I’ve been able to find artists complaining about smart phones online for a while now. While they write long form stories that drive to the ultimate point, make wall graffiti, and produce click-bait videos addressing how much they dislike smart phones they very rarely are very clear on how it’s bad for us. I’d go as far as to say that they don’t provide evidence on how they are bad for us- artists are typically in the business of moving people through emotions and not concrete arguments. Luckily, economists do the job that a lot of artists can’t- find correlations using big data to promote their arguments.
A study on how many times we check our smart phones in 2017 shows how a typical user checks their phone 150 times a day. https://www.slideshare.net/kleinerperkins/kpcb-internet-trends-2013/52-Mobile_Users_Reach_to_Phone It also shows we spend about 2.5 hours on our phone a day, typically spread across 76 sessions.
Designers I know famously put down social media entirely during their production stage. Designers like Jersey Virago recognize how bad cyber slacking can get. Is stepping away really enough though? How bad can the toll be for a mind that is constantly distracted even after we try to focus? This is a bit more of a theory crafted idea- but there is a notion that people who are used to getting distracted will distract themselves if no external distraction arises.
So, I assume the person reading this is a designers, marketers, and/or a photographer. I really think photographers do a good job of building a fortress around focusing- when you get into an editing mode or a shooting mode, you really can’t be knocked out of it easily. If you get knocked out of that mode, it can easily take a half hour to recover and get running again, so photographers who make this a habit quickly aren’t photographers.
Designers and marketers are in a different boat. If you work in an office place, you are often FORCED to be distracted. Large collaboration groups are impossible to navigate with out distraction and side conversations. Most of the productive people I know wake up early to be productive- the reason they do this is that there is no one else up to distract them. They can work by themselves in peace, before meeting up with the group. They have to avoid their team to reach peak productivity. When not located in an office (this is typically more what I work with directly) other people are constantly reaching out to you and trying to distract you. They know you aren’t “working” so they themselves want your time and attention. As noted above, this is typically averted by “signing off” to be able to get work done.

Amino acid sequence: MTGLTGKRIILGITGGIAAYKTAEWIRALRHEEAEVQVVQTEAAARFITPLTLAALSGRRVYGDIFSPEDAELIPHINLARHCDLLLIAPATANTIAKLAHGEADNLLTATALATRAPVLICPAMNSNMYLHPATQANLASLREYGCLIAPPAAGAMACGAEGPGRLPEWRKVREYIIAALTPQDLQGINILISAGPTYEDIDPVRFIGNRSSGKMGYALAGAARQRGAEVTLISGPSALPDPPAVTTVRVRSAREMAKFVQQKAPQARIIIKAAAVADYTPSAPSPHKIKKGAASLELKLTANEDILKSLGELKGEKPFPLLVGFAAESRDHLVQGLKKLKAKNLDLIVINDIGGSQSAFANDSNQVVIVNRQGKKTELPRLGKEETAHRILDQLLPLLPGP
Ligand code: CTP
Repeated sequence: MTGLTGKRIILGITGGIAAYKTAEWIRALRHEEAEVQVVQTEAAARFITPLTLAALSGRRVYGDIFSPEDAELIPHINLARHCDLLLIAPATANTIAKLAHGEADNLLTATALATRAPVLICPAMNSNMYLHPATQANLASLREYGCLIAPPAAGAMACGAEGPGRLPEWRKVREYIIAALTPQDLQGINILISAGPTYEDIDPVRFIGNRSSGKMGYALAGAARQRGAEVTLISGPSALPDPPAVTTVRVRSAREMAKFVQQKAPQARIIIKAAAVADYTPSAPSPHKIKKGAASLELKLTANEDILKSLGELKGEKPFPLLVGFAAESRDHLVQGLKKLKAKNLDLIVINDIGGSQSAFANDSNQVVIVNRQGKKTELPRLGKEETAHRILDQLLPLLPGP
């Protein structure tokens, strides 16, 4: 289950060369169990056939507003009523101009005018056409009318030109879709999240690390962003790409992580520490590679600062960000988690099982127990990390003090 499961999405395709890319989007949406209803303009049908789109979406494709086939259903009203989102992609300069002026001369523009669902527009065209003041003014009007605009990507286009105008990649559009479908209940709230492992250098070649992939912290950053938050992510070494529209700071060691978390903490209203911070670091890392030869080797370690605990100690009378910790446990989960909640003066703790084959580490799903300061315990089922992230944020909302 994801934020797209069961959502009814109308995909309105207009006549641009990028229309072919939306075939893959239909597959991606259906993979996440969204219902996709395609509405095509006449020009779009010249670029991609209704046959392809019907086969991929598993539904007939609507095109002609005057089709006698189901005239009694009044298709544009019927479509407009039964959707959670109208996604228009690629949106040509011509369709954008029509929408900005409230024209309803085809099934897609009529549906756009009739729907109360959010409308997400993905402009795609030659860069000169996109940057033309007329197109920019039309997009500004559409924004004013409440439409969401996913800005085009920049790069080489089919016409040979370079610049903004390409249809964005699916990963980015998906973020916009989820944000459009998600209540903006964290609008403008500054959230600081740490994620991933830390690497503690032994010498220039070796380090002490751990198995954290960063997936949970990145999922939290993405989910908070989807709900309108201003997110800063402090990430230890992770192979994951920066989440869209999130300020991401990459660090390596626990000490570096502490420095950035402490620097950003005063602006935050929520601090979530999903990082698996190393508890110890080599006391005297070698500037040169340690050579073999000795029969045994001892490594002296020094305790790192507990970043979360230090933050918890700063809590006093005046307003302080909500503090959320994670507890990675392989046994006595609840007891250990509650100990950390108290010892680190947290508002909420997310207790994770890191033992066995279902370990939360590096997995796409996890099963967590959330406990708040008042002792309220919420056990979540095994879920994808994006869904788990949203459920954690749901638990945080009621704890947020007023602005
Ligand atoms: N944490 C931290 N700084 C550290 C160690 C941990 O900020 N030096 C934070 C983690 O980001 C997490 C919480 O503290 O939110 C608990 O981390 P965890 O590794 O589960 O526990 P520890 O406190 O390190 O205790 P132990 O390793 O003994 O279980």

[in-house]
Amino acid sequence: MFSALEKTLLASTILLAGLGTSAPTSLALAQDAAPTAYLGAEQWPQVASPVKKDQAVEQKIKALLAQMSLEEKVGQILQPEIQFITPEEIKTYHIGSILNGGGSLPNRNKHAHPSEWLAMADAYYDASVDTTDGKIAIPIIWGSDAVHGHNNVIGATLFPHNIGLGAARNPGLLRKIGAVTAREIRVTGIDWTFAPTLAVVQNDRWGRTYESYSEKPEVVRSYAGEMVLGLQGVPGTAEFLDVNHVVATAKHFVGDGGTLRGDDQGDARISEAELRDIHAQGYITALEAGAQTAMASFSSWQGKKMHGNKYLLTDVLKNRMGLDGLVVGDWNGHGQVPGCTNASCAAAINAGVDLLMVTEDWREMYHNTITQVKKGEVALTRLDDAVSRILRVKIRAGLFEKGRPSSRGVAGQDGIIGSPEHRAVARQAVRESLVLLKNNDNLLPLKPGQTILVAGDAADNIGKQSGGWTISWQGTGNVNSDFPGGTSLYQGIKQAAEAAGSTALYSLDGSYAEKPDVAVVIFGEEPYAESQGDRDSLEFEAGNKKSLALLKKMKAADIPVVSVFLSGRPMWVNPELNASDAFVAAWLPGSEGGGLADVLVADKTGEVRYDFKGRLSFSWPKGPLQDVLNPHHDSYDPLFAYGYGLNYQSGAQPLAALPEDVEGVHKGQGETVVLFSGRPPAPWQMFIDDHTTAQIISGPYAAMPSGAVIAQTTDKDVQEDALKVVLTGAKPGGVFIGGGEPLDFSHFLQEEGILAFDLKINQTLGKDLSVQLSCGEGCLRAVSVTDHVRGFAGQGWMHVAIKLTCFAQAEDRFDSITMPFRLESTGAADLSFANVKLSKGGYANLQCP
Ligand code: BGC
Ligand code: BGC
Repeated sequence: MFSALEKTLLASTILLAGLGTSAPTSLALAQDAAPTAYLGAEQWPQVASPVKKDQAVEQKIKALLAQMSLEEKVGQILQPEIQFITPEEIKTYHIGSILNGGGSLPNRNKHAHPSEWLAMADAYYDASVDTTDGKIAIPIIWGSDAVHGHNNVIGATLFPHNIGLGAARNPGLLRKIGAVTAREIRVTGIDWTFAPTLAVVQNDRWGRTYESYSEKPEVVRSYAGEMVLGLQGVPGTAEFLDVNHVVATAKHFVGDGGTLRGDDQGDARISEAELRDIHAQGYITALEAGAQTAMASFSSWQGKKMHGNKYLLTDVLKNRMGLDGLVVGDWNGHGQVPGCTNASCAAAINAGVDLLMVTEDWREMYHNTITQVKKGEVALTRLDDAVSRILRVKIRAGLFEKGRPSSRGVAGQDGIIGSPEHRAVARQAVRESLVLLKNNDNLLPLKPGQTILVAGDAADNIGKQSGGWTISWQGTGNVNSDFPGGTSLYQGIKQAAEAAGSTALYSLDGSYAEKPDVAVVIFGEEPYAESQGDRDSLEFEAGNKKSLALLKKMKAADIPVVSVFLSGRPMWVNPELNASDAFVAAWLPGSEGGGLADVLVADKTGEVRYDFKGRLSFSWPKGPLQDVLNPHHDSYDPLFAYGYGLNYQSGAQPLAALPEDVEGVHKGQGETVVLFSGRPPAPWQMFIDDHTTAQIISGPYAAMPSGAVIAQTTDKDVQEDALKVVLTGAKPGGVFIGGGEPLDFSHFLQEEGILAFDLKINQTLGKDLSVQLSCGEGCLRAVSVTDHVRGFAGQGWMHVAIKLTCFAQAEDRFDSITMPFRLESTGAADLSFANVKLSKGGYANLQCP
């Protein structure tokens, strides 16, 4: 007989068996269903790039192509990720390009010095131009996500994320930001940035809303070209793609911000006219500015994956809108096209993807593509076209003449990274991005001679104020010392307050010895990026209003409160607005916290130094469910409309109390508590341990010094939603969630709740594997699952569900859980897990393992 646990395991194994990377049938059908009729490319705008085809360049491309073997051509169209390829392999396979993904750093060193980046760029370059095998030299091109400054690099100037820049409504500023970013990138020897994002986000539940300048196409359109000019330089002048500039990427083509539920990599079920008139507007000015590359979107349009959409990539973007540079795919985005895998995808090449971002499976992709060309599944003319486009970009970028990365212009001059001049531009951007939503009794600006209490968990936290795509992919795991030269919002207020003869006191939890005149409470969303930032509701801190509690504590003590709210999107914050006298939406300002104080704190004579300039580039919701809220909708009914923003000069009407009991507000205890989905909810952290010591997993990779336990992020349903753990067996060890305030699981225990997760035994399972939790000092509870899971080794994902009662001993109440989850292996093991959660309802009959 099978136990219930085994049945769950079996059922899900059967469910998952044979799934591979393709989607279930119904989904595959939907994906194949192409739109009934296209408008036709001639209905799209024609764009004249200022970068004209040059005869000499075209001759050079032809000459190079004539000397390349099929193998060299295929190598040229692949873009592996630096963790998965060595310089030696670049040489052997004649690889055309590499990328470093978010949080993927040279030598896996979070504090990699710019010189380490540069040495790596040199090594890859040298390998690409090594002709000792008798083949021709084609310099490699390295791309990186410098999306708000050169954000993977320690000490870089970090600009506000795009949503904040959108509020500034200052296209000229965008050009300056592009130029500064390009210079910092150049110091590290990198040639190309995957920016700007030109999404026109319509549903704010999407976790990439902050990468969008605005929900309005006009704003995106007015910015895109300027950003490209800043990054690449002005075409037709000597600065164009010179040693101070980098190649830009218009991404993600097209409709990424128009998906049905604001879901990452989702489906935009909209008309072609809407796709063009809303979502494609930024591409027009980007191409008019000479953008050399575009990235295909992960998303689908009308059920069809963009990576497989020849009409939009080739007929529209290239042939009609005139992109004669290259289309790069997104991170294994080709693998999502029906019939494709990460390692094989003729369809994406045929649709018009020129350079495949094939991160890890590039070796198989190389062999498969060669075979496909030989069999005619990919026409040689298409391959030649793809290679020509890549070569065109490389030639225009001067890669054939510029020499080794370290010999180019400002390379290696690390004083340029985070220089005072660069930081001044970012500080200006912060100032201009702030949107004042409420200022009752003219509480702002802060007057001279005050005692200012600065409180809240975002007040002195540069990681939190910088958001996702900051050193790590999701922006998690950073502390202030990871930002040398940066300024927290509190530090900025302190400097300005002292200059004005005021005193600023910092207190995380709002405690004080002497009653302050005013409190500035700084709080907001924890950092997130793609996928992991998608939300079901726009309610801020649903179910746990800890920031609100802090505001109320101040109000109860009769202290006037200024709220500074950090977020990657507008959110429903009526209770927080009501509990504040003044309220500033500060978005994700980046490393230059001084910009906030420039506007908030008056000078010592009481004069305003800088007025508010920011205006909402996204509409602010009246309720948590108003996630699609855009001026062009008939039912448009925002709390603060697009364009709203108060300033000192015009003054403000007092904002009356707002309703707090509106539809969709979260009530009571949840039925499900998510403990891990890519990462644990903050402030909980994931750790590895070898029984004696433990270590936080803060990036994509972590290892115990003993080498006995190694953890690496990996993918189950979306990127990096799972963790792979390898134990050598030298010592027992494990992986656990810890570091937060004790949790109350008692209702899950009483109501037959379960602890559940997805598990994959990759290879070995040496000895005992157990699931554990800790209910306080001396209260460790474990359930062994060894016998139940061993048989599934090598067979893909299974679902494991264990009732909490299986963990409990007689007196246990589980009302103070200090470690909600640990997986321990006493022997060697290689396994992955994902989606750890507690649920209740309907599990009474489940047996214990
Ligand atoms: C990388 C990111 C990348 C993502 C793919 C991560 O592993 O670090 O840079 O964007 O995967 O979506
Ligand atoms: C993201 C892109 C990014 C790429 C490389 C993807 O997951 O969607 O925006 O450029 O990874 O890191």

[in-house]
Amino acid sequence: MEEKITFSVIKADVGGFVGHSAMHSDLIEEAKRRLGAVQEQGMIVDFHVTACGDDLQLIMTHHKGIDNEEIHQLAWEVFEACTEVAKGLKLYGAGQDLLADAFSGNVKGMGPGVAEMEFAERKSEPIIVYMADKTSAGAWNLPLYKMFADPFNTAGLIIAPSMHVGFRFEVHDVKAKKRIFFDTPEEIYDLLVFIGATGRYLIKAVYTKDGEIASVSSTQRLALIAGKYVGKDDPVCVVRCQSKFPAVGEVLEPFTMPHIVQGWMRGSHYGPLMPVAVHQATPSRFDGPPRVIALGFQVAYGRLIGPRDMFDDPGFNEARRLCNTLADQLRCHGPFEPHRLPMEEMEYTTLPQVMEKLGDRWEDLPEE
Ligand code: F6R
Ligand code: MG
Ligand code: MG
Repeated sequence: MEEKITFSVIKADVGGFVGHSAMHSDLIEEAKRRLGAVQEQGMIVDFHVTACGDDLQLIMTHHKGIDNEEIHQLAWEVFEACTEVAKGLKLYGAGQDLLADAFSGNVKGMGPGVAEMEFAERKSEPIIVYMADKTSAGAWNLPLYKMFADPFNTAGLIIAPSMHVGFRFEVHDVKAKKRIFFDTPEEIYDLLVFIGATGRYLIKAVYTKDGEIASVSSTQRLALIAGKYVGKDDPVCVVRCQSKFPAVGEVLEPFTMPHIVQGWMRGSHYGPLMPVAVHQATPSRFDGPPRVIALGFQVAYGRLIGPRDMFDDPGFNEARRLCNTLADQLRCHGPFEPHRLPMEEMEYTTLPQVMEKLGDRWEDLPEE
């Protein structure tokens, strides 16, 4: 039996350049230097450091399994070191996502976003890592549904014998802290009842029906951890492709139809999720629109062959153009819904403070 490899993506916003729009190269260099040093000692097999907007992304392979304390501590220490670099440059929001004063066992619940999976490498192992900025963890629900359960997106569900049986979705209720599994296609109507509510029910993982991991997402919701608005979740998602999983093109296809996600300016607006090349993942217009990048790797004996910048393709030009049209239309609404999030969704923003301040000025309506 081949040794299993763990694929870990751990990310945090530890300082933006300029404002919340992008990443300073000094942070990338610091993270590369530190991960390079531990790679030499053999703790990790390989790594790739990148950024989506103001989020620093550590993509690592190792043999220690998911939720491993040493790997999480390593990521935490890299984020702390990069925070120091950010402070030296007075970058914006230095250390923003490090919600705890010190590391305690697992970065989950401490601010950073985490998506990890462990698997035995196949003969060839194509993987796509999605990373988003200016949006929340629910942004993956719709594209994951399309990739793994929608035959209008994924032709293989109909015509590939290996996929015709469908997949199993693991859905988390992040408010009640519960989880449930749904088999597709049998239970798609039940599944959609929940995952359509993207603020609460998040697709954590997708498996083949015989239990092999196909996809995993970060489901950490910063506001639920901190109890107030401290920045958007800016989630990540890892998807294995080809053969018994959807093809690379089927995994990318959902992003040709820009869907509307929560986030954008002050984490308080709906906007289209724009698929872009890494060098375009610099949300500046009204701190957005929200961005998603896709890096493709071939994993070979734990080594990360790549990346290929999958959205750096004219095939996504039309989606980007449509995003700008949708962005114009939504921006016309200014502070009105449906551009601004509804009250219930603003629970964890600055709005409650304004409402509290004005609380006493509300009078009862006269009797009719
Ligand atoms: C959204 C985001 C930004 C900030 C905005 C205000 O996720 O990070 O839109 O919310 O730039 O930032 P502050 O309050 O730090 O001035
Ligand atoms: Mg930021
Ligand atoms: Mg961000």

What about side projects- and my love letters?
I feel my phone has killed my ability to write love letters. The whole notion seems pointless when I can send them a Snapchat. The ability to focus is so hard when the phone is constantly buzzing. Writing the love letter should be fun- and not needing to prevent your distraction. So I allow the distraction to exist. Yes, this whole article was written to discuss how my phone has destroyed my ability to effectively write love letters. It wasn’t always this way; I was writing effectively even two years ago… but the phone has gotten so good at devouring my attention.
I think we’re managed to use big data to help create a phone that is very hard to keep ourselves away from. Particularly the distraction. This distraction comes mostly from other people; we’ve created a loop where we can always talk to someone. Whenever a friend is lonely, they can message me. These messages and interactions FEEL GOOD. If I don’t respond fast enough, women have turned to sending lewds and nudes- with that it makes their messages have a Skinner box effect that every once and a while I open their message for immediate satisfaction.
There is a crisis for attention in my world. It is crucial for me to pay attention effectively to individual tasks to cultivate empathy and emotion. Though, unless my 9-5 depends on it, it is very difficult to even bother applying my attention. All of my empathy goes into my work, and the rest is dissolved by distraction.
Scott Gallaway addresses this in one of his videos, as below: